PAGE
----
Mary Lyon was a pioneer in American education who acted as a consultant to the Wheaton family at the founding of the Seminary and established the curriculum.
Mary Lyon, at age 38, an already well-known and respected teacher, who had been influenced by Catherine Beecher and the Rev. Joseph Emerson, was teaching at Ipswich Academy, and was planning to open her own school for young women. She agreed to aid the Wheatons, developing the first curriculum and rules, providing the first teachers, and doing some teaching when she was in town. She also brought Wheaton its first principal.
While resting in Norton she wrote numerous letters and circulars, took time for quiet study and thought, taught some classes at Wheaton Female Seminary, and made short trips across New England to raise funds and an endowment for what would later become Mount Holyoke Female Seminary in South Hadley, Mass.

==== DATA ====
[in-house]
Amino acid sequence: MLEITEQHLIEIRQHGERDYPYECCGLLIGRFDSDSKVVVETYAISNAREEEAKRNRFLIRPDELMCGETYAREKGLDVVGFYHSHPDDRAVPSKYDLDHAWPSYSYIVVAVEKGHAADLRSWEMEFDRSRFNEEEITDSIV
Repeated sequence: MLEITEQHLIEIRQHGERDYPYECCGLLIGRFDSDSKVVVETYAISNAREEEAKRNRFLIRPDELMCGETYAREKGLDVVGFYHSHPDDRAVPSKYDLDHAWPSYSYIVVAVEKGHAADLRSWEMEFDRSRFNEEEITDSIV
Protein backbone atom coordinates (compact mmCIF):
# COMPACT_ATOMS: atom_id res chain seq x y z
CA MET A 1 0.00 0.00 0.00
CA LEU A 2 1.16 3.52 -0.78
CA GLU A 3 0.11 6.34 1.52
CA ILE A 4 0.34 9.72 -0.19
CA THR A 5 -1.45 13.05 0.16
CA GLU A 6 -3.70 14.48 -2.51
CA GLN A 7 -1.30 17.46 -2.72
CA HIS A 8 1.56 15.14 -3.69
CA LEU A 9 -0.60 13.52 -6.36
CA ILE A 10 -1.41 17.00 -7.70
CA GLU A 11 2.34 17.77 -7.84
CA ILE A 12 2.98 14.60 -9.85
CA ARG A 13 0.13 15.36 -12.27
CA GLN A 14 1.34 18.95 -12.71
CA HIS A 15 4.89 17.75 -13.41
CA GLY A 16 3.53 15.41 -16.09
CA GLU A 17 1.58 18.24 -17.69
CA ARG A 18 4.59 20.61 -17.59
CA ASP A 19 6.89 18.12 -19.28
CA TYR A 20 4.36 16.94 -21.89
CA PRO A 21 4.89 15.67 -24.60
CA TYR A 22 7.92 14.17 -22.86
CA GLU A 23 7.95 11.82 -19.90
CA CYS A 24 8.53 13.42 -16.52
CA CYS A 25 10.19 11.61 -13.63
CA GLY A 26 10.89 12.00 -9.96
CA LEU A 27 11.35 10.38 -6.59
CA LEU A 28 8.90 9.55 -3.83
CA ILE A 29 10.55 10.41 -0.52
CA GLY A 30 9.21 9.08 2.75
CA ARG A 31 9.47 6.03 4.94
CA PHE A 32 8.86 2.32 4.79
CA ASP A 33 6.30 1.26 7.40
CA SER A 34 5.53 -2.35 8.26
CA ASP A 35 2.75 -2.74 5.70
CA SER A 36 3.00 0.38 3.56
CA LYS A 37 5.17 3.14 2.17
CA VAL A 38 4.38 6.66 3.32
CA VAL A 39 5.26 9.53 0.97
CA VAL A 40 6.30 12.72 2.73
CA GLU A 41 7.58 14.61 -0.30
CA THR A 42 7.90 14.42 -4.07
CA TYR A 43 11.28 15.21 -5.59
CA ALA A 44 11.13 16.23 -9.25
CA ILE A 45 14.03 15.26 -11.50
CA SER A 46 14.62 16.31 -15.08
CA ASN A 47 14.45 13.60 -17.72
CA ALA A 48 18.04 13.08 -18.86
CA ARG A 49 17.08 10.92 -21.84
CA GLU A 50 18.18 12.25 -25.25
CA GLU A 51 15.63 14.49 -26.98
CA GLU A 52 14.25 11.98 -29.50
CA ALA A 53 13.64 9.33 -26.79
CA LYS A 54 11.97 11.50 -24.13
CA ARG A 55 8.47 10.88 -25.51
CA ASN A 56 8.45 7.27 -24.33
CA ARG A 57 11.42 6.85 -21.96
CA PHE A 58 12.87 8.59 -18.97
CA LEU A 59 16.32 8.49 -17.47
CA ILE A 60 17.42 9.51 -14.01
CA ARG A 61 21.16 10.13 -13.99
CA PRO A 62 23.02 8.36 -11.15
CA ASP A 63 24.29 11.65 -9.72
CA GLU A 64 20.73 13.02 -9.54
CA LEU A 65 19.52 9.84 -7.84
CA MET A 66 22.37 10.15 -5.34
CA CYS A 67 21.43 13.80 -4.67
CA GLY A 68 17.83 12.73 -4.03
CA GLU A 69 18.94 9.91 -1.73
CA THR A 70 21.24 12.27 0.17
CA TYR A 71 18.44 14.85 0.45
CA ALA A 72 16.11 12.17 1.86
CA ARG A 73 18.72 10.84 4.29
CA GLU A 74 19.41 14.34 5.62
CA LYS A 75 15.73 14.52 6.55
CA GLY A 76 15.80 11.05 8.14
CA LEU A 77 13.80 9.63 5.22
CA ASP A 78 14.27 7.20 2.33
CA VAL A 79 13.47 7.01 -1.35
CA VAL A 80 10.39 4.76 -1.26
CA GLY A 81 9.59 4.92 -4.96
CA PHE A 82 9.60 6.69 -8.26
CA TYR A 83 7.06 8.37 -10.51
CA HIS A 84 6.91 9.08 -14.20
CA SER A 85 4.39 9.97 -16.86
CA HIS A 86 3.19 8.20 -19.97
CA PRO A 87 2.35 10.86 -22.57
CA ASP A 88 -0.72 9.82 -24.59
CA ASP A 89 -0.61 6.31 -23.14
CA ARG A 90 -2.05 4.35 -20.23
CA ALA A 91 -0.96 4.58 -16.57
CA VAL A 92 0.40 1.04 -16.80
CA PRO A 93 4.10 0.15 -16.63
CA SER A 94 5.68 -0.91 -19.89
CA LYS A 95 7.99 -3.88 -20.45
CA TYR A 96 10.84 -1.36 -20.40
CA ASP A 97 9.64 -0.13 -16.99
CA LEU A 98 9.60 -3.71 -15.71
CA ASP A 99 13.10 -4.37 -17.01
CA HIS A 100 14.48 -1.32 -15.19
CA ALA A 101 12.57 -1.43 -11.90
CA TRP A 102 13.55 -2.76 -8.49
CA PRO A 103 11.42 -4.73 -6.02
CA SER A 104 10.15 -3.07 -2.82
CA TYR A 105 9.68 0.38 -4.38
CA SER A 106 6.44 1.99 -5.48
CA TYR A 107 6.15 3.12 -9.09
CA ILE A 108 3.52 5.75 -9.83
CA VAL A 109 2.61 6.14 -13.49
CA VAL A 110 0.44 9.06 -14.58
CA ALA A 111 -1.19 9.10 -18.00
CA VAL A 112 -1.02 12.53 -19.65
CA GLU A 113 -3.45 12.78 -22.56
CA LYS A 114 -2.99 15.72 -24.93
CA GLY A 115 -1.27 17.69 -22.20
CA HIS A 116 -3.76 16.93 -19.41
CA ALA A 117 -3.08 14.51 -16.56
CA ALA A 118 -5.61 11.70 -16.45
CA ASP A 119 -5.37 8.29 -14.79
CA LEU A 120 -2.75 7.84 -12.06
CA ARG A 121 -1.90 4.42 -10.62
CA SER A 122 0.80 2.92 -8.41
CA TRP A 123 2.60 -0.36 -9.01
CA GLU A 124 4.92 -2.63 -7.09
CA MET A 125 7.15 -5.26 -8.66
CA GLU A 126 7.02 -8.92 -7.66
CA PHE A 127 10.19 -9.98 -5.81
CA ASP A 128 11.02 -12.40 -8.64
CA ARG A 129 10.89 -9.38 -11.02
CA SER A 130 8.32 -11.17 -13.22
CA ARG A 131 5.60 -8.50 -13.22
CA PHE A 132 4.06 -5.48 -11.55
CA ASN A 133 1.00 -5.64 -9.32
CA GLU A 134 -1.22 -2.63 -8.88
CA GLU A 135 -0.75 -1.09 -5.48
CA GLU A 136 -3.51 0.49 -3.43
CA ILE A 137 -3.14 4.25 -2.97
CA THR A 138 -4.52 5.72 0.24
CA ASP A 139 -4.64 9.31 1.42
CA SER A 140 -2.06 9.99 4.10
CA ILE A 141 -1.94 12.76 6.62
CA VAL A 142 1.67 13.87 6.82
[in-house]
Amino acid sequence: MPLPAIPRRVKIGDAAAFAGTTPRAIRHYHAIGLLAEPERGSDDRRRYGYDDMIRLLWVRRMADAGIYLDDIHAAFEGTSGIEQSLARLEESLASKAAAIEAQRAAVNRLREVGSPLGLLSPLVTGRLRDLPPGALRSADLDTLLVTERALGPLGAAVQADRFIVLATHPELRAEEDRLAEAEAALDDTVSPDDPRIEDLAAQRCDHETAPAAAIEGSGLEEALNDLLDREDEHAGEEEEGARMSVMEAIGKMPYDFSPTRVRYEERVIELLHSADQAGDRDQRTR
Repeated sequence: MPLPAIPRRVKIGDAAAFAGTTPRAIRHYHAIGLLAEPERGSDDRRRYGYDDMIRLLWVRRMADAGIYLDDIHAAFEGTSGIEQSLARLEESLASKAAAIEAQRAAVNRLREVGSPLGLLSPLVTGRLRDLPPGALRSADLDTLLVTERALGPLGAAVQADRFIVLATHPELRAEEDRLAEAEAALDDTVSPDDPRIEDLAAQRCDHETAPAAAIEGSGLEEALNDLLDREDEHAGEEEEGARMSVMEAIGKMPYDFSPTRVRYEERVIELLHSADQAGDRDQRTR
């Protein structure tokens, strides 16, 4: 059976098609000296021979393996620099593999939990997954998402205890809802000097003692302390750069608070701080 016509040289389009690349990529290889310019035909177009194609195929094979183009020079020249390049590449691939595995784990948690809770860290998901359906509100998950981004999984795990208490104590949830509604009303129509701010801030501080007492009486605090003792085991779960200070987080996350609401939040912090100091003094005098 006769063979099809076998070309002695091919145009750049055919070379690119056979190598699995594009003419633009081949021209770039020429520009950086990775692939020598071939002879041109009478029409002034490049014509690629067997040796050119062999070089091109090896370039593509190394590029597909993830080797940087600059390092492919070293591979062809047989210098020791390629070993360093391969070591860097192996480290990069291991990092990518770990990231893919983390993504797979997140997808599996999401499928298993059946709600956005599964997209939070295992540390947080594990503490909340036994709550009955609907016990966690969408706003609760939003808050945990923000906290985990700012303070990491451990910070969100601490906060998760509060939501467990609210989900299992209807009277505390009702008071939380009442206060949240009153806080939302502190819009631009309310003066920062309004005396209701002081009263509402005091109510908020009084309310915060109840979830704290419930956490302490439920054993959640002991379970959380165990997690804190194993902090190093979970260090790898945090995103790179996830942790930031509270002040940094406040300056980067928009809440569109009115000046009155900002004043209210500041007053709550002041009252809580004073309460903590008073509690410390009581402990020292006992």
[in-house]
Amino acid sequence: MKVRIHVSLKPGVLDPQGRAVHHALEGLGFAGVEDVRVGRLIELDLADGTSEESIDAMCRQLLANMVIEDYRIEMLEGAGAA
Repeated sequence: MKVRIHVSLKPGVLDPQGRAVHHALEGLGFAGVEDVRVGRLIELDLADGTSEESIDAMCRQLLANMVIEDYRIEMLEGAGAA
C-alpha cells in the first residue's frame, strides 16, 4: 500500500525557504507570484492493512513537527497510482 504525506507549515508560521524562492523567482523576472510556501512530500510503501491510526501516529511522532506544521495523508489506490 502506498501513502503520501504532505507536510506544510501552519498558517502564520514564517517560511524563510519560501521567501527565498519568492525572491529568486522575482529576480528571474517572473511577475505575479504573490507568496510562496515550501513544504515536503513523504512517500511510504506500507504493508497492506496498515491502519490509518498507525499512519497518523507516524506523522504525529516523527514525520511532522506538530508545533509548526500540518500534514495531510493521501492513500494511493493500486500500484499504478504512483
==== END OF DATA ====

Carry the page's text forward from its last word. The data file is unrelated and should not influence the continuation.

She began by concentrating on the alumnae of Ipswich Female Seminary, at which she had lately been a teacher, and on the women in that town. Walking door to door, Miss Lyon succeeded in collecting $1000 from the ladies of Ipswich. She then used the example of their patronage to raise funds in other communities. While she relied on women's organizations like sewing circles and evangelical associations, Miss Lyon also encouraged husbands to give a portion of their estates to be invested in the education of their daughters. She steadfastly maintained her appeal to establish a widely based, permanent endowment so that the institution would not have to rely on high tuition for its programs.
In 1837, she took Wheaton's first principal, Eunice Caldwell, and eight Wheaton students with her to open Mount Holyoke Female Seminary.
Mary Lyon Hall was named for Mary Lyon in 1910.
To learn more about Mary Lyon, visit Mary Lyon, consultant.